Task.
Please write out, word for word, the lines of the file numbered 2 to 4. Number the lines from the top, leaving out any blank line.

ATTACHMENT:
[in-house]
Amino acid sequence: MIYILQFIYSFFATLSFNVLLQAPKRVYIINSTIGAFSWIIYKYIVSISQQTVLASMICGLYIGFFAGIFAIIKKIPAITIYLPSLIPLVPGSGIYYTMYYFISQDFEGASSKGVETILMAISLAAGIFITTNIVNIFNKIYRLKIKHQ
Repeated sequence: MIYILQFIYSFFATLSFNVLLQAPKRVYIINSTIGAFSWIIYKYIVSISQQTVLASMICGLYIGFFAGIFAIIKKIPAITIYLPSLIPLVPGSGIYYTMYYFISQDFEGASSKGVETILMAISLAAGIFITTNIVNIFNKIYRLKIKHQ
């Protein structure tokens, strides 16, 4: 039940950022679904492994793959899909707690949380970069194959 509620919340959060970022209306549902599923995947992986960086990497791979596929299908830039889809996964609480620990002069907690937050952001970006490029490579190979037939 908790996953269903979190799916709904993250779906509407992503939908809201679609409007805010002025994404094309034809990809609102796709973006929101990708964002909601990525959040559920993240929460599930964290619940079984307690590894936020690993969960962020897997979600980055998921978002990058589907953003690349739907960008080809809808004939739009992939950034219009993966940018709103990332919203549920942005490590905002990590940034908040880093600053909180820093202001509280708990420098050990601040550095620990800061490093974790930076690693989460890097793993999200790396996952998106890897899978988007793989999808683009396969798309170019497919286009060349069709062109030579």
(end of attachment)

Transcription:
Amino acid sequence: MIYILQFIYSFFATLSFNVLLQAPKRVYIINSTIGAFSWIIYKYIVSISQQTVLASMICGLYIGFFAGIFAIIKKIPAITIYLPSLIPLVPGSGIYYTMYYFISQDFEGASSKGVETILMAISLAAGIFITTNIVNIFNKIYRLKIKHQ
Repeated sequence: MIYILQFIYSFFATLSFNVLLQAPKRVYIINSTIGAFSWIIYKYIVSISQQTVLASMICGLYIGFFAGIFAIIKKIPAITIYLPSLIPLVPGSGIYYTMYYFISQDFEGASSKGVETILMAISLAAGIFITTNIVNIFNKIYRLKIKHQ
């Protein structure tokens, strides 16, 4: 039940950022679904492994793959899909707690949380970069194959 509620919340959060970022209306549902599923995947992986960086990497791979596929299908830039889809996964609480620990002069907690937050952001970006490029490579190979037939 908790996953269903979190799916709904993250779906509407992503939908809201679609409007805010002025994404094309034809990809609102796709973006929101990708964002909601990525959040559920993240929460599930964290619940079984307690590894936020690993969960962020897997979600980055998921978002990058589907953003690349739907960008080809809808004939739009992939950034219009993966940018709103990332919203549920942005490590905002990590940034908040880093600053909180820093202001509280708990420098050990601040550095620990800061490093974790930076690693989460890097793993999200790396996952998106890897899978988007793989999808683009396969798309170019497919286009060349069709062109030579």